Monday, February 16, 2015



Let's take a trip down the memory lane. Rewind to four years ago, during my first semester at Stella Adler, when I was assigned my first scene. I remember feeling both that it was a brilliant casting choice for me, and that I was ill-equipped to take it on. (In hindsight, this is probably why I was in school in the first place.) I don't know what I expected from my first scene, but certainly not what I got. It was emotional, and it included a monologue that back then felt endless. At any rate, I had no idea how to approach it. Further, considering this was just one of many assignments I had at the time, and that I was also adjusting to New York, I was a little overwhelmed.

Maybe because I am an optimist at heart, as I tackled my monumental task, I had a moment of revelation: someone thought I could do it. I mean, they wouldn't have assigned me the scene in the first place if I couldn't do it to some extent, right? I was aware that what was being asked of me required a stretch, but I implicitly trusted that I wasn't being set up for failure.

I don't remember the outcome of this particular scene. My guess is that I achieved some things and failed at others. I was aware of my shortcomings, but fired up to bring my best game and keep on learning. And as I continued to juggle increasingly complex assignments, I also became more grateful for the faculty, because I knew the alternative: feeling that nothing was expected of me, or getting infinitesimal tasks that wouldn't allow me to grow.

There have been many times in my life when I felt the weight of the expectations of others. I haven't always gotten along well with that feeling. I now know that I owe many of my achievements to those who dared to imagine better things for me. Self-fulfilling prophecies can work for better, too.

We are all very good at self-preservation. We shy away from risks, lest we should disappoint others or, even worse, ourselves. Often we are encouraged to settle, and we do so because it is safe. So here is a challenge of sorts: what would happen if we chose to expect more instead? If we raised the bar for others and for ourselves? I am sure we would know how to deal with imperfect results. What we couldn't do anything about, though, are the risks we never took.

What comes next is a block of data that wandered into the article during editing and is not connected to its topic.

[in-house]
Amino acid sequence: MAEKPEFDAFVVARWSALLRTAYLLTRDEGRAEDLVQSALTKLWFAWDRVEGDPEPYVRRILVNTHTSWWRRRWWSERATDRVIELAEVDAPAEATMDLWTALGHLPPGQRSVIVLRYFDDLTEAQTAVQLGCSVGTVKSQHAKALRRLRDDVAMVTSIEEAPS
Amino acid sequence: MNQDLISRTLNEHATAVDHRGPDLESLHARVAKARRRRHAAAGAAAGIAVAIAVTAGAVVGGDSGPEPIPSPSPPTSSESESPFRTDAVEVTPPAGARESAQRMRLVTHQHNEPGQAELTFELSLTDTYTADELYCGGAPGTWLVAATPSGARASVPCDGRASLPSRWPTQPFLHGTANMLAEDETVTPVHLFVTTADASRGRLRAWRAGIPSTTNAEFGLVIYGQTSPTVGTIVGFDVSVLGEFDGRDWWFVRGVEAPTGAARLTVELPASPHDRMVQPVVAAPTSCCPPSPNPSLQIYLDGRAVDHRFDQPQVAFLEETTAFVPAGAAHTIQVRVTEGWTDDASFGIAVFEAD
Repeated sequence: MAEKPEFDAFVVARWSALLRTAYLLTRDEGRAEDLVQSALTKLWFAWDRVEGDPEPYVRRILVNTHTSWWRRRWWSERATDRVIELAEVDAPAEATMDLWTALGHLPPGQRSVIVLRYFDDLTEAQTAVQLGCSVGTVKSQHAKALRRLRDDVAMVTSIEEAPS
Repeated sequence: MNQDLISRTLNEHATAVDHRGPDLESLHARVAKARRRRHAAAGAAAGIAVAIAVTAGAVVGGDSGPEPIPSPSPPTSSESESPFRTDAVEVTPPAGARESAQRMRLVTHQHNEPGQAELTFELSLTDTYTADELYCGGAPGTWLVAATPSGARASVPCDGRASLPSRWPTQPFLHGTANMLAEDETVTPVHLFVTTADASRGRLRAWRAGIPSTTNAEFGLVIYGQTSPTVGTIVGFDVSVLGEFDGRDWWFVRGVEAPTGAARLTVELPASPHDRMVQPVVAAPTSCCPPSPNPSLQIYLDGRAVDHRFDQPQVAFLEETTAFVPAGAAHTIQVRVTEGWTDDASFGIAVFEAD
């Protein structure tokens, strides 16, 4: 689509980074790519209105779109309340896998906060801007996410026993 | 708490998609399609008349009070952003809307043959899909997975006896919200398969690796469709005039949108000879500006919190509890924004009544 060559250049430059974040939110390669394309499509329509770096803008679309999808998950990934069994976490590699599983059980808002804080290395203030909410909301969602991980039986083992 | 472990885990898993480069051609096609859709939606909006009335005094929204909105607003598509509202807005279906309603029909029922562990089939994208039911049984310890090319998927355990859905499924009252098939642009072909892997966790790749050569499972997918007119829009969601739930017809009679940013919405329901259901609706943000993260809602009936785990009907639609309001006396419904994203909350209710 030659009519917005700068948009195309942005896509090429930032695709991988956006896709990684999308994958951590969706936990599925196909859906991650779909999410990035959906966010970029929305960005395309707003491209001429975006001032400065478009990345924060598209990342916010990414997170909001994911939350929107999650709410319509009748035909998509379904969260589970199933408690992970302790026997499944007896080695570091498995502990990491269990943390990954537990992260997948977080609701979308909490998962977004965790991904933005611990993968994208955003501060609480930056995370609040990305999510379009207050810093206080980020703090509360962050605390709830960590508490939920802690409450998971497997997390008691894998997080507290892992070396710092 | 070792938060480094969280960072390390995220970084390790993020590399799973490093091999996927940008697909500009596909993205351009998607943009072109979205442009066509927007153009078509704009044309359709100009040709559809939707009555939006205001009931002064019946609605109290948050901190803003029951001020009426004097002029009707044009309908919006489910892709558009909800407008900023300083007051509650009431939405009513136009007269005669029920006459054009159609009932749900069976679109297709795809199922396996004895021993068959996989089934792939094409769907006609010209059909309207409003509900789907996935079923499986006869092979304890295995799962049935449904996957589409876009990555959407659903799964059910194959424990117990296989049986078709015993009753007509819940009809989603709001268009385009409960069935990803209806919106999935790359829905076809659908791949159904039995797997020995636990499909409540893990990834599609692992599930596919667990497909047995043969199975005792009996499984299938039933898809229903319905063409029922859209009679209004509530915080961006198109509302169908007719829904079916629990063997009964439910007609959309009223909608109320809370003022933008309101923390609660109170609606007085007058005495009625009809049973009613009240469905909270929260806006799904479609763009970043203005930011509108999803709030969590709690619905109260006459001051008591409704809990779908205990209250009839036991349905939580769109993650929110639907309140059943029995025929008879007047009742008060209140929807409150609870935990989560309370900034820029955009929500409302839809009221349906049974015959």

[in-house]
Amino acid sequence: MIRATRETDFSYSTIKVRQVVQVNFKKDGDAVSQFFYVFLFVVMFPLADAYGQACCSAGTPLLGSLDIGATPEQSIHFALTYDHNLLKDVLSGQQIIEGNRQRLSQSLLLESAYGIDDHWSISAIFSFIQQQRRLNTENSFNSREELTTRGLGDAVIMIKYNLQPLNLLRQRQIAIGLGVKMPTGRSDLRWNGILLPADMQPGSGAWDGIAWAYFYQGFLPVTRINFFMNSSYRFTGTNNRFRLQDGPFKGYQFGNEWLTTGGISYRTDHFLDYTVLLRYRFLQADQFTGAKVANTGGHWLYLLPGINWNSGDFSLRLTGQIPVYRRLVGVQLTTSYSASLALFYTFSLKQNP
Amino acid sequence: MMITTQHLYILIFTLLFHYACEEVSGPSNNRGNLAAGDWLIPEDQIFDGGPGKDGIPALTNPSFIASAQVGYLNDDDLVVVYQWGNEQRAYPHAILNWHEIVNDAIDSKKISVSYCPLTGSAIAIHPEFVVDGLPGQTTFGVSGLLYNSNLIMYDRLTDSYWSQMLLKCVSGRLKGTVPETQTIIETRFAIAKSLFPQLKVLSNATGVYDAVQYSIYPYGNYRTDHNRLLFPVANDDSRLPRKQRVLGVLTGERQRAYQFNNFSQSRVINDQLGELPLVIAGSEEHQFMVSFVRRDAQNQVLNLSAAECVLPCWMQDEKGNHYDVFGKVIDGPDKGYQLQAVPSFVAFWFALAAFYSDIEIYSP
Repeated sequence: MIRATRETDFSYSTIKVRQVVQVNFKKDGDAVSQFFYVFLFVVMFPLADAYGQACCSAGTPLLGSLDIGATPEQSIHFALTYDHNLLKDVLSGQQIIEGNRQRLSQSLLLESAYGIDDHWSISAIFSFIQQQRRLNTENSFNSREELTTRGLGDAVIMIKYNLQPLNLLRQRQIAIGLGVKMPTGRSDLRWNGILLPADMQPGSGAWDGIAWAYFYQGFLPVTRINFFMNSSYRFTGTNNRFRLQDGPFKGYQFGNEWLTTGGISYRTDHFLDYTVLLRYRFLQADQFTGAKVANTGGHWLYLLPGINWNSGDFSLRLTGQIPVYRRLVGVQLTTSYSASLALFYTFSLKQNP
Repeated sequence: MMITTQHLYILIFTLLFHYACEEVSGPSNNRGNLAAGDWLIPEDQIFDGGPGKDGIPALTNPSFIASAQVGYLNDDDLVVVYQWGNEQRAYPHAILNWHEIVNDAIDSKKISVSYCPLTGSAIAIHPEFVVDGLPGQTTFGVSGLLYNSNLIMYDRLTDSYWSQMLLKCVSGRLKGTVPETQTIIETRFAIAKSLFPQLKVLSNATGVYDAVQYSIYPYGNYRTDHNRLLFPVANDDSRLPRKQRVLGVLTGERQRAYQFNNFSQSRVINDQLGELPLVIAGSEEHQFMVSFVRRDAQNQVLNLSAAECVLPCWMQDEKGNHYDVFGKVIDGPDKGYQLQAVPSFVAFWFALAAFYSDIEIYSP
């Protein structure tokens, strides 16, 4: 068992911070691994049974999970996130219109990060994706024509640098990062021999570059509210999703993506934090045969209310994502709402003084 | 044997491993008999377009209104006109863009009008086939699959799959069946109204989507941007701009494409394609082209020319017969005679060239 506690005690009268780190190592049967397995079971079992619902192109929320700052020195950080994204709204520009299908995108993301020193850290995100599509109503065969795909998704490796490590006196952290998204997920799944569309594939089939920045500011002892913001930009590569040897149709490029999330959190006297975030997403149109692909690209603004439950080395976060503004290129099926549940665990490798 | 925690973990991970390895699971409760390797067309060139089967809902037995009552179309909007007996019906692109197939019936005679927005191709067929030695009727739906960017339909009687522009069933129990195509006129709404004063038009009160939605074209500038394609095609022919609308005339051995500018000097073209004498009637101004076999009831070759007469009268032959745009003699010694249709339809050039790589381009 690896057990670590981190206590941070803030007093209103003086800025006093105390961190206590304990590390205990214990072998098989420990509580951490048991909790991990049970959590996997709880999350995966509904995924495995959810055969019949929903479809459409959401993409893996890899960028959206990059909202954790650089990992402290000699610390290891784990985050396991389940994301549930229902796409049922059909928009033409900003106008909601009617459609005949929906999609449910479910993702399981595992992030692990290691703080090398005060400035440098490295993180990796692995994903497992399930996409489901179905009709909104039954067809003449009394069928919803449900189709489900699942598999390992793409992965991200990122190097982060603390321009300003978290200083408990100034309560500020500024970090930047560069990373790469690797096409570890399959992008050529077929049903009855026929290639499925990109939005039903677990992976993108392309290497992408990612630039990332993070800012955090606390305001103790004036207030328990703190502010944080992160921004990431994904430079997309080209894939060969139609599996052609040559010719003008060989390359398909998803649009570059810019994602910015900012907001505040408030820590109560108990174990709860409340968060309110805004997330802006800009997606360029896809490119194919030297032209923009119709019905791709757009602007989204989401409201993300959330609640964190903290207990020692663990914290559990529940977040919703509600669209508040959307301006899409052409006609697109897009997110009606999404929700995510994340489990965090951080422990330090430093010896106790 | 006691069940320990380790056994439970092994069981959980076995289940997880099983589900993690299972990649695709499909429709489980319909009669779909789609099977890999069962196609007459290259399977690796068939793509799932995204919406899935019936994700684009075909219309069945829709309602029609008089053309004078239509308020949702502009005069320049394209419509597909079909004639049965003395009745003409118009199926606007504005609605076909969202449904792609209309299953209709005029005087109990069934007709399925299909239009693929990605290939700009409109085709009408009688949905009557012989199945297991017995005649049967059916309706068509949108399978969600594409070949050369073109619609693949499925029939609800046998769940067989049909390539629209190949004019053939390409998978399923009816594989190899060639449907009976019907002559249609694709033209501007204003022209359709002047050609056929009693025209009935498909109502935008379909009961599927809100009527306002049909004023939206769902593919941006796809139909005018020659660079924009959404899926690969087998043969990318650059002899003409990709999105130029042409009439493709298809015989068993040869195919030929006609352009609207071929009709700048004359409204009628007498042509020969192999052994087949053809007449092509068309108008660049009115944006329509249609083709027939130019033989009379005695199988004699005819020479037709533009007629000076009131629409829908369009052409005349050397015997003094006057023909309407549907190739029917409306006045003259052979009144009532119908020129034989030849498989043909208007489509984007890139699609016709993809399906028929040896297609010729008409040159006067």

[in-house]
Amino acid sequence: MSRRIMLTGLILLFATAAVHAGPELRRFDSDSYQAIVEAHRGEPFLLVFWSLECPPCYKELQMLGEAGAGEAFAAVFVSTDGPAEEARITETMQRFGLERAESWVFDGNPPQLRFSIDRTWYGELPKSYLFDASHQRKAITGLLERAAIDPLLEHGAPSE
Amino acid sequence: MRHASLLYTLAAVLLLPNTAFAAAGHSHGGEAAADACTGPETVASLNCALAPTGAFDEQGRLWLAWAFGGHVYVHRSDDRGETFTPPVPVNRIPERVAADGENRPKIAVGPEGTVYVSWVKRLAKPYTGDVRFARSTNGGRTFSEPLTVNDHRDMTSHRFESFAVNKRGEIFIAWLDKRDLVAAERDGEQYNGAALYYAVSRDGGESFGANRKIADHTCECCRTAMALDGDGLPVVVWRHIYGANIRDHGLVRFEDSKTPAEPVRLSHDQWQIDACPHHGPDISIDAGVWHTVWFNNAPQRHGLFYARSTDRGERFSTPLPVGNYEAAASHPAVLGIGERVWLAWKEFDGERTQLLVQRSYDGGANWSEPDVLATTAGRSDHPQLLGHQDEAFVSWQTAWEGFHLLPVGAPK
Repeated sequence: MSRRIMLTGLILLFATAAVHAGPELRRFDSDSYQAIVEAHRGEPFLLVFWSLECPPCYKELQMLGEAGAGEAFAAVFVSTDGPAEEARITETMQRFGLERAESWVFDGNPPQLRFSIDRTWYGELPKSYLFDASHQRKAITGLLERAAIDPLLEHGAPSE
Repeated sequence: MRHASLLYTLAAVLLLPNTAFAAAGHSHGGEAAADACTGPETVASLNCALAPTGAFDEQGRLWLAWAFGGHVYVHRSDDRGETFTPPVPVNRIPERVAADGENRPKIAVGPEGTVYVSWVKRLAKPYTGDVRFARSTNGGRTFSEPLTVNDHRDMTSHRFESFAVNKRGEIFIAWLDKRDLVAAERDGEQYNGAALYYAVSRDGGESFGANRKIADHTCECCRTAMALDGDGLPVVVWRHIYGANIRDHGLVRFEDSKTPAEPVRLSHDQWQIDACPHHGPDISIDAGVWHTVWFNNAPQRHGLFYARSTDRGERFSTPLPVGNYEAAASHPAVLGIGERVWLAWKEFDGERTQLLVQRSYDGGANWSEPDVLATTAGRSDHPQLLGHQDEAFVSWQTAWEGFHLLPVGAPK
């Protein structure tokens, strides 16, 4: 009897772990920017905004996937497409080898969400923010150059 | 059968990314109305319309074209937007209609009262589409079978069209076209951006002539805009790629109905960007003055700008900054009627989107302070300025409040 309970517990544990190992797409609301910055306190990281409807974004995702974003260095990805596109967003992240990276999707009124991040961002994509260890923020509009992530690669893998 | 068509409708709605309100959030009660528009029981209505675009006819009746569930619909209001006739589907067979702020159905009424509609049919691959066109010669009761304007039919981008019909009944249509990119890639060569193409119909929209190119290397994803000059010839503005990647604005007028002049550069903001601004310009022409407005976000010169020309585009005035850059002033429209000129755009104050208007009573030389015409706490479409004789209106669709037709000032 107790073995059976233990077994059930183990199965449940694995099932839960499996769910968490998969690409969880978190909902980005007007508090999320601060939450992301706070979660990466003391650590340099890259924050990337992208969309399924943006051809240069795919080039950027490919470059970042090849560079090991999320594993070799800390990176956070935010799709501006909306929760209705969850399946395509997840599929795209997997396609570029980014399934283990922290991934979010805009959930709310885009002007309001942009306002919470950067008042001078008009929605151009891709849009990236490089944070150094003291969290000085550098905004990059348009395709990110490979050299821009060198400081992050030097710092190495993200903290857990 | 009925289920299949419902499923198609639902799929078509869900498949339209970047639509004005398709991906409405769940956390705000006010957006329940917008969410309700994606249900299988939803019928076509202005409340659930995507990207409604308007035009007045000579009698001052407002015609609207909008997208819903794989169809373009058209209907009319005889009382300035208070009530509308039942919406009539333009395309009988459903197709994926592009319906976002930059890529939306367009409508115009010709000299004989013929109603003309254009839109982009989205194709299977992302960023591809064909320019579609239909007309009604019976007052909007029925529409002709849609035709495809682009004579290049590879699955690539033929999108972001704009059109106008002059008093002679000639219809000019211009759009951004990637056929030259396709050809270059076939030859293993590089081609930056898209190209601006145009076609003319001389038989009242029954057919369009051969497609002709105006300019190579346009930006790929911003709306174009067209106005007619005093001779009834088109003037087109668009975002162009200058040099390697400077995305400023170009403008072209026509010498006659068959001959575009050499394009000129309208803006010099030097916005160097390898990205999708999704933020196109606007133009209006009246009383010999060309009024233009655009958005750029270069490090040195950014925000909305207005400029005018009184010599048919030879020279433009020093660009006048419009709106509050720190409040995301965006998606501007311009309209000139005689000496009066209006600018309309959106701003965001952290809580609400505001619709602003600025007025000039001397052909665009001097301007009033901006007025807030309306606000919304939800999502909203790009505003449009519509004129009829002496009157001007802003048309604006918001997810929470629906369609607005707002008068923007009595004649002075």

Sunday, January 18, 2015

The Elephant in Our Pockets

WRITTEN BY THEATRE EAST COMPANY MEMBER JULIA RAE MALDONADO Be it Puritans or the Plague, the theatre always seems to be under threat. I’ve been thinking a lot about one of Today’s dangers - a highly insidious foe which attacks the artist’s very ability to Dream.

(You may even have one in your hand right now.)

Certainly, it’s important to keep abreast of current events, sure. It’s probably important to answer that e-mail. Immediately. That cat is doing what? I better just click on that.

Whenever I have ten minutes, I start gobbling up little niblets of information. Stories reduced to bullet points, “25 Things That…”, 140 Characters! Don’t get me started on all that candy that needs crushing. I tell you, when I have time to kill, I kill it. I really kill it. My forty minute commute? Every minute of it is dead.

This little machine means not a second has to go by without my mind being occupied! This is great. I hardly know myself anymore. I mean, what am I supposed to do? Just sit there and do nothing?

I remember about a year ago, I went through a horrible experience. It was this sort of artistic “cleanse” I read about in an actual book. It’s called “Reading Deprivation”. Pretty scary stuff. I hear Julia Cameron has now expanded the exercise and rechristened it Media Deprivation.

The idea is you don’t read anything, watch anything, or click anything. For an entire week!

Because apparently, to dip into the unconscious, that spring of unbridled creativity, an artist needs downtime. Like, real downtime.

And drama is a medium fueled by conflict and connection. Well! At least we’ve got plenty of conflict. As a society, we seem to feel isolated and crave attention. If you don’t believe me, glance at your Facebook feed.

But before you get too depressed, consider that this barren cultural landscape may be the perfect environment for the theatre to flourish. The success of immersive shows like Here Lies Love, Then She Fell, and Sleep No More prove that theatre-going audiences are starved for direct connection like never before.

As long as we can keep that device in our pockets, sit still, and Dream.

Sunday, December 14, 2014

Let’s Go With this “Season of Giving” Thing...


Outside of acting, I've been bartending for about a year now. Sure, I've  learned to make a killer margarita, but I don’t think that’s why all of my regulars continue to visit during my shifts. I genuinely like hanging out with them, listening to their stories and dreams and concerns, and throwing in my two cents over a pint. Our goodbyes have grown from smiles and waves to high fives and hugs. It’s just like my own personal “Cheers.” I love it.

Connecting with people, especially during this time of year, is so important. New York City looks glamorous and so damn sparkly, but all of those Gap ads with warm families in giant houses, greeting one another in perfectly “normal” sweaters can make our lives seem a bit lonely. That’s why we need so strongly to find our own versions of extended family. More than any other city, I think that New York is a place where your friends quickly become your family, and this was so apparent at last week’s reading of A Christmas Carol at O’Lunney’s with Theatre East. I looked around the room and saw glowing faces, both new and familiar, young and young-at-heart, all dressed up and participating in telling a beautiful story together. Some lending their talents, others lending their ears. All giving.